How/Why would this company go BK? They have annual POSITIVE cash flow of over $1 billion. They have an almost $3 billion asset based lending LOC in place and only $1 billion in debt coming due by 2014. The ABL line is in place for 5-7 years... The company has a MINIMUM of 2 years to turn the company around before even thinking about BK...
I agree. If the company was heading to bankruptcy, why would someone try reducing the voting quorum from 75% to 50% and when this failed - to 66 2/3%?
I know from my work experience that such attempts are clear sign of a capital buyout plan.
Just imagine a situation where you are a co-owner of some property with bunch of other people and you want to cash out. What would you do? First, you try to get the right to sell. Then, you'll keep buying out as many co-owners as possible, to multiply your profit.
If the property goes in BK, you will stand LAST in line, after the lenders, bondholders, etc.
I am not sure who the "you" in SVU is but I believe we are going to find out soon.
The issue is not whether they go BK. The issue is whether is committed to improving the business under the current capital structure. Right now, it appears they have no desire to preserve current stockholders' investment. The market is predicting they will try to convert bonds to equity, and current equity will be worth no more than what it is trading at when the conversion is effective. You have no upside here because management is concerned more about employees and bondholders than stockholders at this point. Didn't you hear the references to "stakeholders" in the conference call. Be careful here. As a current stockholder, you are not adequately represented and there is a big capital restructing coming. It won't be a BK, but it will likely involve massive shareholder dilution.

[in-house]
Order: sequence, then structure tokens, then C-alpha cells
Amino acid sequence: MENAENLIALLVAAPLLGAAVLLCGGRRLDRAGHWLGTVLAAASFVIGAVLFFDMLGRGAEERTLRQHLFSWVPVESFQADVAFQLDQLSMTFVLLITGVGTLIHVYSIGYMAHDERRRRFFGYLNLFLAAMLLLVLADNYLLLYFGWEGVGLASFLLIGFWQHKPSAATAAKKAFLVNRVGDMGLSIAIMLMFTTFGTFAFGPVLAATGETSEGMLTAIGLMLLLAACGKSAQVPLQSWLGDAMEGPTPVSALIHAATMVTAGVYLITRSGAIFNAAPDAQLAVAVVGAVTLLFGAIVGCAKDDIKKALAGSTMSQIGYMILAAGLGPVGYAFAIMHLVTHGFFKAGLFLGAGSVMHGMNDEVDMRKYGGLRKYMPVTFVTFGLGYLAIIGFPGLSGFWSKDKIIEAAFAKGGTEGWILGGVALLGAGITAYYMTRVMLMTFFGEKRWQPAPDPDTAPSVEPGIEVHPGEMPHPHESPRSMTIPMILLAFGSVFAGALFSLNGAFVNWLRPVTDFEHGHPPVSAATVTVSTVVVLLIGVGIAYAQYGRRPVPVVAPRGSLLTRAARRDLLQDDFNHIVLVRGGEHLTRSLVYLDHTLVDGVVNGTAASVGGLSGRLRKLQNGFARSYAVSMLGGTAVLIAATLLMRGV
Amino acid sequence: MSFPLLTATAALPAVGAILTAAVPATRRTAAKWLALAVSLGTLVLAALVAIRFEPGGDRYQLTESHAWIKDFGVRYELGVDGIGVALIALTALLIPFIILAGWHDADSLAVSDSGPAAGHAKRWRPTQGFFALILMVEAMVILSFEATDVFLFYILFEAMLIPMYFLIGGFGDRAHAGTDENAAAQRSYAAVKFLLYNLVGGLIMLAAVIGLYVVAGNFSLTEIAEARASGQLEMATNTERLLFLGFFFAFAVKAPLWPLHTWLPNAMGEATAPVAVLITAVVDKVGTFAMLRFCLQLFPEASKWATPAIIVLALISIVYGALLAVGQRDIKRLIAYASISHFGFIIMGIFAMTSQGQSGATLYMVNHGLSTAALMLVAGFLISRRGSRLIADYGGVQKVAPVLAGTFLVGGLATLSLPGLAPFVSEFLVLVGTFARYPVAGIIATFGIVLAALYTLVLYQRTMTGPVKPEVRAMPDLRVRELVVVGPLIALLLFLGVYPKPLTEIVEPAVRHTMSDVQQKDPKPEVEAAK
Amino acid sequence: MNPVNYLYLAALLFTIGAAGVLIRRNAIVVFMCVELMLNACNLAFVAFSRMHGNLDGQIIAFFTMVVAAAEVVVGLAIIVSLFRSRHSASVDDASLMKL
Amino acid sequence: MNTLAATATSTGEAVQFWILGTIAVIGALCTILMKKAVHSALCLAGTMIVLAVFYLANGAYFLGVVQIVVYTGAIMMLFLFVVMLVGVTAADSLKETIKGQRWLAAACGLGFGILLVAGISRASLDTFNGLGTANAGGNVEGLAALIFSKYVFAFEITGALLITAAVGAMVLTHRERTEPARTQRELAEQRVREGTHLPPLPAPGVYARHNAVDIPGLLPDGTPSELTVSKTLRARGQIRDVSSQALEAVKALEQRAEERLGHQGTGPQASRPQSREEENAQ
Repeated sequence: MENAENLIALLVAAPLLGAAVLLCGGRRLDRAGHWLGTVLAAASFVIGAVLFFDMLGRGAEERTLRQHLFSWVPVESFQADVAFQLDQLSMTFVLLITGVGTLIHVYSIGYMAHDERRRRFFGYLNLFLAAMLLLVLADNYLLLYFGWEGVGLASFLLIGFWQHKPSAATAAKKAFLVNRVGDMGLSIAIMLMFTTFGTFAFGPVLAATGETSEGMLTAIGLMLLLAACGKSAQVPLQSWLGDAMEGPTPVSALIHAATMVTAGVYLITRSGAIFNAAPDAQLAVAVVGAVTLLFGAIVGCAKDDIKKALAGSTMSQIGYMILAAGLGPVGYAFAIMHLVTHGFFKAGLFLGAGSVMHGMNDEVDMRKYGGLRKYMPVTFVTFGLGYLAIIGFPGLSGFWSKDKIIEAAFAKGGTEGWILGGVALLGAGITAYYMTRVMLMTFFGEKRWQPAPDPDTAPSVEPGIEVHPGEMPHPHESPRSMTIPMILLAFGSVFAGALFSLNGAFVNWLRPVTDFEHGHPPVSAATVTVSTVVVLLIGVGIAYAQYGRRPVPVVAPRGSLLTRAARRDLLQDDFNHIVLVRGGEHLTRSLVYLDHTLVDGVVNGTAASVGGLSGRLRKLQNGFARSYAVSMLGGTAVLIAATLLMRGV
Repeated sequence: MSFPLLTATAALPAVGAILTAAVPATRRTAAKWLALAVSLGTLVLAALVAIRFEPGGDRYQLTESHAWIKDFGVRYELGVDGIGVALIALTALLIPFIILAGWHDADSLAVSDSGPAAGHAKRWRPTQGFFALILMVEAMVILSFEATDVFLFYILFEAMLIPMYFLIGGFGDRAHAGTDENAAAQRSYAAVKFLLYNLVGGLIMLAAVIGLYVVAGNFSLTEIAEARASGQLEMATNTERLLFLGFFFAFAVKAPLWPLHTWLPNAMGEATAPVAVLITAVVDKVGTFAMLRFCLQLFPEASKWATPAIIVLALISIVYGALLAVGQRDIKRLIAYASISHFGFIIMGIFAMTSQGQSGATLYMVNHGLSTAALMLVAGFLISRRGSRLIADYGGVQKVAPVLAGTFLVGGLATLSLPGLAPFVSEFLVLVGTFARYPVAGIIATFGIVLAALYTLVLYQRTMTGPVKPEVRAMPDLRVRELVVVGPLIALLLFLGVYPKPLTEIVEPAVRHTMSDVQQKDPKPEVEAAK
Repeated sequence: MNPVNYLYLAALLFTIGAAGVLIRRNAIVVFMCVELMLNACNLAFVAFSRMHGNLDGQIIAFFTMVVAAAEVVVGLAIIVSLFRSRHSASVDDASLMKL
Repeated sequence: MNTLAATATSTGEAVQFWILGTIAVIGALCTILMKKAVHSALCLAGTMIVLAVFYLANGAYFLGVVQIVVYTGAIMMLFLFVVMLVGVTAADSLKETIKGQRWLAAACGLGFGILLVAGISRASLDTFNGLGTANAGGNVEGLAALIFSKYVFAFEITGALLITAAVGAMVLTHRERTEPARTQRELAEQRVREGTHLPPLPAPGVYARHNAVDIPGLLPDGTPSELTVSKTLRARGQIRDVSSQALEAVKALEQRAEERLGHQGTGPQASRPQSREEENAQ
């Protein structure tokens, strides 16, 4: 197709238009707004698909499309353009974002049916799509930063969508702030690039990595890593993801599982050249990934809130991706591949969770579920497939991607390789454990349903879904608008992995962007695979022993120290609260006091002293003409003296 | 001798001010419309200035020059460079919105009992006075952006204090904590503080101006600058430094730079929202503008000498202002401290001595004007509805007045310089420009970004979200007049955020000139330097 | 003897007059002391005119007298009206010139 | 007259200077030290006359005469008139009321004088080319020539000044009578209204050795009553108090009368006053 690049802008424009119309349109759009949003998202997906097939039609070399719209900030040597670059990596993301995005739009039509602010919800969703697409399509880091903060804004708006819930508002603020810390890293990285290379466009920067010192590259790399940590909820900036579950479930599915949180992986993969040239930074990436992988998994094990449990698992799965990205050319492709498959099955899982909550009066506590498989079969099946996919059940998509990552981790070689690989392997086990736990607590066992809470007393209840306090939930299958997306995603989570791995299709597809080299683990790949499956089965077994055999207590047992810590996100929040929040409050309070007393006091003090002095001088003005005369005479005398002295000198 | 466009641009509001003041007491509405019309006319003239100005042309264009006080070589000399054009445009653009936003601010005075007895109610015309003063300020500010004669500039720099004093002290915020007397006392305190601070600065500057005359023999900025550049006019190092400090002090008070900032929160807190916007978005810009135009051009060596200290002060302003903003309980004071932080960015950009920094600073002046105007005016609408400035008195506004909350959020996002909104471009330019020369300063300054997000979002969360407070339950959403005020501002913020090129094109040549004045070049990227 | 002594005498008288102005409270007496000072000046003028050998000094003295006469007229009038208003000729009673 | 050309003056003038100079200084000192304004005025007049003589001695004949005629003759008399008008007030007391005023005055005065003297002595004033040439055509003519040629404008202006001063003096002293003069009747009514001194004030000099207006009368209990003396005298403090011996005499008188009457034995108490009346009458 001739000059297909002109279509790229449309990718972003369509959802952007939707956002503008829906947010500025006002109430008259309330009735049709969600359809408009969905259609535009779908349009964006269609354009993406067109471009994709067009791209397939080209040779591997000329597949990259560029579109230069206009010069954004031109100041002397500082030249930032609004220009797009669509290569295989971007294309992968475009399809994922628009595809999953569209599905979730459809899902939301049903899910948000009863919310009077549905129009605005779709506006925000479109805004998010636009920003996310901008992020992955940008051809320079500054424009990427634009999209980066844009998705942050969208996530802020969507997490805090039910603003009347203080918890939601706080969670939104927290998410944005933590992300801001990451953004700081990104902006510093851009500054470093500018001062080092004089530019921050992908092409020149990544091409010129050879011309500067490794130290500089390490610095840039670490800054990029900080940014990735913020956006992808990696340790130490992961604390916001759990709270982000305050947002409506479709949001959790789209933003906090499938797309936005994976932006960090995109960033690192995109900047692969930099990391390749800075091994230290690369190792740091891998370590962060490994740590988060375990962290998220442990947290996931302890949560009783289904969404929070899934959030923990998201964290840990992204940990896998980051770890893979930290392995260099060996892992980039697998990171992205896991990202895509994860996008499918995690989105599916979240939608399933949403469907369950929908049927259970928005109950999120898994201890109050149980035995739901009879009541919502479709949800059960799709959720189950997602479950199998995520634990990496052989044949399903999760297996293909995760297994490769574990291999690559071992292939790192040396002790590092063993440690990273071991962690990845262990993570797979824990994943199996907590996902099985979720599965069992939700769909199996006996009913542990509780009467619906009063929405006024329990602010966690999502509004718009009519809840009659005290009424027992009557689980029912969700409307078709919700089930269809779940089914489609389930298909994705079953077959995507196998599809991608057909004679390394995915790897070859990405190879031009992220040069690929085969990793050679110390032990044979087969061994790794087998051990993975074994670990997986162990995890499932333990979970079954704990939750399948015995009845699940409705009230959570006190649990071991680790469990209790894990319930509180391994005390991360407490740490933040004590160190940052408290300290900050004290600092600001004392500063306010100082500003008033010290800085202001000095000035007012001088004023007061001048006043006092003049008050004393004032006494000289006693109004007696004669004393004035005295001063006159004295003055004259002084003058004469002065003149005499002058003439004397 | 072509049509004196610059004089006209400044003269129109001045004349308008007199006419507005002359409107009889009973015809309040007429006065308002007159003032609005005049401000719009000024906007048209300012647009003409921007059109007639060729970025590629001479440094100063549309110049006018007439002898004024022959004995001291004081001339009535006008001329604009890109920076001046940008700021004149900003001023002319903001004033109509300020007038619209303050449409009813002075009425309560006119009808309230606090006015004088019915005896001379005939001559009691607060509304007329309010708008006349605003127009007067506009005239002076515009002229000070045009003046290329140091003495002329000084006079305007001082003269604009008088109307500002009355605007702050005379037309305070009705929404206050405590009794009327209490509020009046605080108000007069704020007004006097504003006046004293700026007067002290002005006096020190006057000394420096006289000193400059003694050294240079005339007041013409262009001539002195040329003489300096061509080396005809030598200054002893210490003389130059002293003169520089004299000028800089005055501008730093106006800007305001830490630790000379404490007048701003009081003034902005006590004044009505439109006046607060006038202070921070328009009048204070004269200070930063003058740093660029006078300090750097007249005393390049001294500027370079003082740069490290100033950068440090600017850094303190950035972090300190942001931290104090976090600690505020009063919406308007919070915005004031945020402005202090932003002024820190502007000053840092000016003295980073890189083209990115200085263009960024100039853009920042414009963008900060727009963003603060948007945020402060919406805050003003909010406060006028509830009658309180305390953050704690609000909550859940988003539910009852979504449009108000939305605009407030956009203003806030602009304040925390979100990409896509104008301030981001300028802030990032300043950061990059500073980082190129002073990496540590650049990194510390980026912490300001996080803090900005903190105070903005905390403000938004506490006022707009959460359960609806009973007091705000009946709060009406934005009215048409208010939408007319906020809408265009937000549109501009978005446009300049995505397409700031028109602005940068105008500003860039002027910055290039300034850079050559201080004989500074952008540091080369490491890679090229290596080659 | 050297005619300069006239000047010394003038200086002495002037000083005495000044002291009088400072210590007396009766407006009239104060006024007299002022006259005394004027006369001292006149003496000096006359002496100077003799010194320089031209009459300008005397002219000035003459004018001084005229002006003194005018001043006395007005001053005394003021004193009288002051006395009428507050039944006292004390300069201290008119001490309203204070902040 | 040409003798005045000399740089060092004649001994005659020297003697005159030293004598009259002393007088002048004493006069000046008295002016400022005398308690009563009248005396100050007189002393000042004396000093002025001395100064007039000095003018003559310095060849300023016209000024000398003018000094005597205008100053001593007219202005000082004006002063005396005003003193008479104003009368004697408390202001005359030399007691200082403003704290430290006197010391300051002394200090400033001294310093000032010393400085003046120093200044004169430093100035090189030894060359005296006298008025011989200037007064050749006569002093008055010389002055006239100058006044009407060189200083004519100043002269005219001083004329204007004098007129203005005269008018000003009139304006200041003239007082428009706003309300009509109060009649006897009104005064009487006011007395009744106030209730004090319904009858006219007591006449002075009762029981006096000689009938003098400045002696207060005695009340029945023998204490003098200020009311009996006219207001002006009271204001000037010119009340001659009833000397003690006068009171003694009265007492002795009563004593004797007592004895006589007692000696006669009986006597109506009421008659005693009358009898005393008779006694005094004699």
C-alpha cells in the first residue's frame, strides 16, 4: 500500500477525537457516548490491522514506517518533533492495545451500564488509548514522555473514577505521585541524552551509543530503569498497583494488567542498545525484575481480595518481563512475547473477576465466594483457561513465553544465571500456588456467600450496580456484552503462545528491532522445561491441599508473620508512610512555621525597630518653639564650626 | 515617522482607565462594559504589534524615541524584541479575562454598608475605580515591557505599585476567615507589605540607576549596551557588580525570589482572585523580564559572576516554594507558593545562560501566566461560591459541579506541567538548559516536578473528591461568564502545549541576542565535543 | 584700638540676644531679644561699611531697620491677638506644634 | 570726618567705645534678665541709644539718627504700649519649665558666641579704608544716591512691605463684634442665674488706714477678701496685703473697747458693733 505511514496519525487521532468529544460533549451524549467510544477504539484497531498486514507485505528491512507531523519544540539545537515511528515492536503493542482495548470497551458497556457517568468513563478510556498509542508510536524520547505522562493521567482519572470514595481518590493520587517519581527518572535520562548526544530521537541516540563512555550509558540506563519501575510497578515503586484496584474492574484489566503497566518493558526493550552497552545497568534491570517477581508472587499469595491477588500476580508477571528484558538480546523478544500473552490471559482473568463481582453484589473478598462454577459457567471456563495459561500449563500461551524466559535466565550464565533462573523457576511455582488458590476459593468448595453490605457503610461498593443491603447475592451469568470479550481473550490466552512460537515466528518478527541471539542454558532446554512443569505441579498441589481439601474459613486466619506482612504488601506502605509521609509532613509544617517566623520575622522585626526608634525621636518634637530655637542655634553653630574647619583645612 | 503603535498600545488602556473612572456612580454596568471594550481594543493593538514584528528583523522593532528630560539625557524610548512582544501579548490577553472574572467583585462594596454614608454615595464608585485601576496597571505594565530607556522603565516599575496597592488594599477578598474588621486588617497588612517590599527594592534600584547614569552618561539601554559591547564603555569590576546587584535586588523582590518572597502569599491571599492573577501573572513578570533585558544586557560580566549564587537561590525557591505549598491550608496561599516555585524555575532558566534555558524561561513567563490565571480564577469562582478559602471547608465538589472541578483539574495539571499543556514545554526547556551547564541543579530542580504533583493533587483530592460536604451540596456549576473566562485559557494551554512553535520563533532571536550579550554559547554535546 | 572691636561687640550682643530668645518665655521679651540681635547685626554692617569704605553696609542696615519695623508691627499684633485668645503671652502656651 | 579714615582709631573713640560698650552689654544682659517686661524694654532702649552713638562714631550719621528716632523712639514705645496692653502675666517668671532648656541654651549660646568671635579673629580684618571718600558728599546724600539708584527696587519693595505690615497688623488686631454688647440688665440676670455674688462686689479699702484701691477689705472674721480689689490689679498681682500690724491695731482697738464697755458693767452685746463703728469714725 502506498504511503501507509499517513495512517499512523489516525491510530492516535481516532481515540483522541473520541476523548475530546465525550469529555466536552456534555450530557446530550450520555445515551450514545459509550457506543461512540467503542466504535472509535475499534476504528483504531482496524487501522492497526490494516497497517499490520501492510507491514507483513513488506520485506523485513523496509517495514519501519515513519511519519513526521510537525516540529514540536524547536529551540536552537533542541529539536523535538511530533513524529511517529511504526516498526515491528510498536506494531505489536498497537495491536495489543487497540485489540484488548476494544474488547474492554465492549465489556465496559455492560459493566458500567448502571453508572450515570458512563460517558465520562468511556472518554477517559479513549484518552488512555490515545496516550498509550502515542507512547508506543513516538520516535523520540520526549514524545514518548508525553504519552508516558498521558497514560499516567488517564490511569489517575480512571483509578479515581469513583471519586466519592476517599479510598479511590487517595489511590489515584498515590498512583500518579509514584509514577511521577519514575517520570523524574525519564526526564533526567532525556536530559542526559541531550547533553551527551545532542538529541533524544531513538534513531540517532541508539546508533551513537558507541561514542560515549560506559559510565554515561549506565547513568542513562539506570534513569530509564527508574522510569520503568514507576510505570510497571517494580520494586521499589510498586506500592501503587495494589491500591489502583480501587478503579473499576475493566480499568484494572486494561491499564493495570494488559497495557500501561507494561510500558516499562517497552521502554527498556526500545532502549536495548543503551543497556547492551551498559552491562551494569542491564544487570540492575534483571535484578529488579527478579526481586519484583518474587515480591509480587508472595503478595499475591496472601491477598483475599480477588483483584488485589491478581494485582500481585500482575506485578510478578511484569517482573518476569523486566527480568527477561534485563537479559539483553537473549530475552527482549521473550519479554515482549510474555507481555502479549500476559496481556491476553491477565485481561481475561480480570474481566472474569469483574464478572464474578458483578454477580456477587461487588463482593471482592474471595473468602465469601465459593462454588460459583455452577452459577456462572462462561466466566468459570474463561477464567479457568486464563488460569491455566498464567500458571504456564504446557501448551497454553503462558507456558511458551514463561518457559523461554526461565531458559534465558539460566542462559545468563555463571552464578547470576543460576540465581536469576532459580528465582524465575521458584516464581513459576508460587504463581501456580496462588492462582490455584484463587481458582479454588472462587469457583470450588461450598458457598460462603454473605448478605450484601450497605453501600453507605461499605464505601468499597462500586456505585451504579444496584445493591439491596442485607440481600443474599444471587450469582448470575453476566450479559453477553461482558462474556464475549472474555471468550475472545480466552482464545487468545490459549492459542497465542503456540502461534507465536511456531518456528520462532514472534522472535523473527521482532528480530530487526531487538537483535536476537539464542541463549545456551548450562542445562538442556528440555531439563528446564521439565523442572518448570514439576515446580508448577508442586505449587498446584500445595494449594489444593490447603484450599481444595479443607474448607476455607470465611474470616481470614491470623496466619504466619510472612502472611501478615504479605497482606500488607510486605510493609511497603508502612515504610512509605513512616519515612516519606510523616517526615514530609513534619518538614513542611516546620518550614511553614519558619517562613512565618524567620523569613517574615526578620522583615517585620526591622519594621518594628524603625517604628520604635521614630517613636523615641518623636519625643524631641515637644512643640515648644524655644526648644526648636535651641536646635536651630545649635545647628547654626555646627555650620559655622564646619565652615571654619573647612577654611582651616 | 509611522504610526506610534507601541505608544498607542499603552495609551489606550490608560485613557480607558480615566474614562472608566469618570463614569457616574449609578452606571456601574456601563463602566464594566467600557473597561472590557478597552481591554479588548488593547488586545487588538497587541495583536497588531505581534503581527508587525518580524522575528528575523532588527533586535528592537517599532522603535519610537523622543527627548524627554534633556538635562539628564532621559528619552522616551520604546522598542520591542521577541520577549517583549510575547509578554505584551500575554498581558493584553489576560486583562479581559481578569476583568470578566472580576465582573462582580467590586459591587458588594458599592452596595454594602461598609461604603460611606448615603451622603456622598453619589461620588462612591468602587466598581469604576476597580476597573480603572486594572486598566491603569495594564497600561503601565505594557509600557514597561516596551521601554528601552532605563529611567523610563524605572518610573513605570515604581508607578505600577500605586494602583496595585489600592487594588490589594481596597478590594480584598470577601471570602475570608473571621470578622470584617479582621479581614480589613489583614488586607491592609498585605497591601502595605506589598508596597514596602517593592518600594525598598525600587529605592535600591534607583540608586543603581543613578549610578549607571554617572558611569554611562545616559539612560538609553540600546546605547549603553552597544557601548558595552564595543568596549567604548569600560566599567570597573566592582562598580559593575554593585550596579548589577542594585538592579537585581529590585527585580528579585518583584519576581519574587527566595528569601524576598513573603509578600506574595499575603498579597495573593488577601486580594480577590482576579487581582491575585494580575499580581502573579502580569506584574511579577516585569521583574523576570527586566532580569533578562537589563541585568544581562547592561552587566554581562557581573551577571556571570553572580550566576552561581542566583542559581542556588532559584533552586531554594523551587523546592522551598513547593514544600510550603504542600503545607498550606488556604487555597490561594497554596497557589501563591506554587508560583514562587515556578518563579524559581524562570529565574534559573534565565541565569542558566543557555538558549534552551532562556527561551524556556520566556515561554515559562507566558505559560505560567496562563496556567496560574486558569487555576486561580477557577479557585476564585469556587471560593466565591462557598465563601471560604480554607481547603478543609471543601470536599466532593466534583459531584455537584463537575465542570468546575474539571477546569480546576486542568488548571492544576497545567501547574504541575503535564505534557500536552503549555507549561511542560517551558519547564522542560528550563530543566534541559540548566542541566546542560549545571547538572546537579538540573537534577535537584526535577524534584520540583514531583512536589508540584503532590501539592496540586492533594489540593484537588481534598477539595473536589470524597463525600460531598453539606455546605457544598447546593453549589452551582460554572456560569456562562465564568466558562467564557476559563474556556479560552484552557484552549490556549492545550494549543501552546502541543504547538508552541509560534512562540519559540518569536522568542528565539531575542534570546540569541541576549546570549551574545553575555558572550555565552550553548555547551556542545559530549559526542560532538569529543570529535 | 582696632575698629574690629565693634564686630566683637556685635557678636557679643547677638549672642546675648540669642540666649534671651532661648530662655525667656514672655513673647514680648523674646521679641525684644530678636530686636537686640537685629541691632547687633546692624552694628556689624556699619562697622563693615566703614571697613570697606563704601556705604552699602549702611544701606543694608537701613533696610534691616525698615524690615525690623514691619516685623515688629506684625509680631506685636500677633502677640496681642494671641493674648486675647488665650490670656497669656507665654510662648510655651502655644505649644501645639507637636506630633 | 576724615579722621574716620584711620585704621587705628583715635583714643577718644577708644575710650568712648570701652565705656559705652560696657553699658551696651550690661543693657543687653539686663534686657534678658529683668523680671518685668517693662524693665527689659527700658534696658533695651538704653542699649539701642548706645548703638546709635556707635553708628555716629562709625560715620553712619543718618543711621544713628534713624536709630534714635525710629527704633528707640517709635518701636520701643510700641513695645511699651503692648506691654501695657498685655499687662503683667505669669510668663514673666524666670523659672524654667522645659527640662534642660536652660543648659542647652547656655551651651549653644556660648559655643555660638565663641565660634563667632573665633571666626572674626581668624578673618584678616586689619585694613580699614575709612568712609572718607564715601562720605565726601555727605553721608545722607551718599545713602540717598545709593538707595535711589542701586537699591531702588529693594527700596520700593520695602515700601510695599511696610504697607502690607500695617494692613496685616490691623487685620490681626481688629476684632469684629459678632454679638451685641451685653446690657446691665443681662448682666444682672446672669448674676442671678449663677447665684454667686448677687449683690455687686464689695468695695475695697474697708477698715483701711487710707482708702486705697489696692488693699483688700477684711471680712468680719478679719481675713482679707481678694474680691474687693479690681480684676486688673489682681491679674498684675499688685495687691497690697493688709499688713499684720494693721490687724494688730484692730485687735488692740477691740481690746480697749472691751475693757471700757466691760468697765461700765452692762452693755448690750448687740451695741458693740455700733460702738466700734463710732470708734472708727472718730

They simply cannot convert the company to a viable low-cost platform without a significant infusion of capital.
The benefit of a BK goes beyond a capital restructuring. It allows SVU to dump a lot of liabilities with relative ease. If it was just about the leverage, SVU would do bond repurchases at below par and slowly de-lever. You don't need to hire bankers to accomplish that, no matter how incompetent your CFO is. What's the benefit of not doing a bk here?
"You have no upside here because management is concerned more about employees and bondholders than stockholders at this point."
Yes, that is the case. The shareholders will end up with little to show for their stock.
Wrong. The primary responsibility of the CEO is to increase shareholder value, not to bankrupt them. Management has no reason or benefit to put bondholders ahead of shareholders.
If you study the financials, bankrupting a subsidiary would add very little value if any at all. That's why the CEO ruled out bankruptcy during the conference call.
But your fear, though irrational, appears to be widely held and that's why the stock is at $2 instead of $5.
From the conference call, nothing is gauranteed except the revolver. Their guidance is to pay down debt at 500M per year for next 2 years, and then 400M per year after that. They are committed to operational CF of 1B. That's massive, and also attainable.
As a finance guy, that is music to my ears. As they pay down the debt, the value of equity will increase.
When the new financing is in place one should read the agreements and make sure that SVU management is transparent regarding what other assets remain to be used for other debt instruments.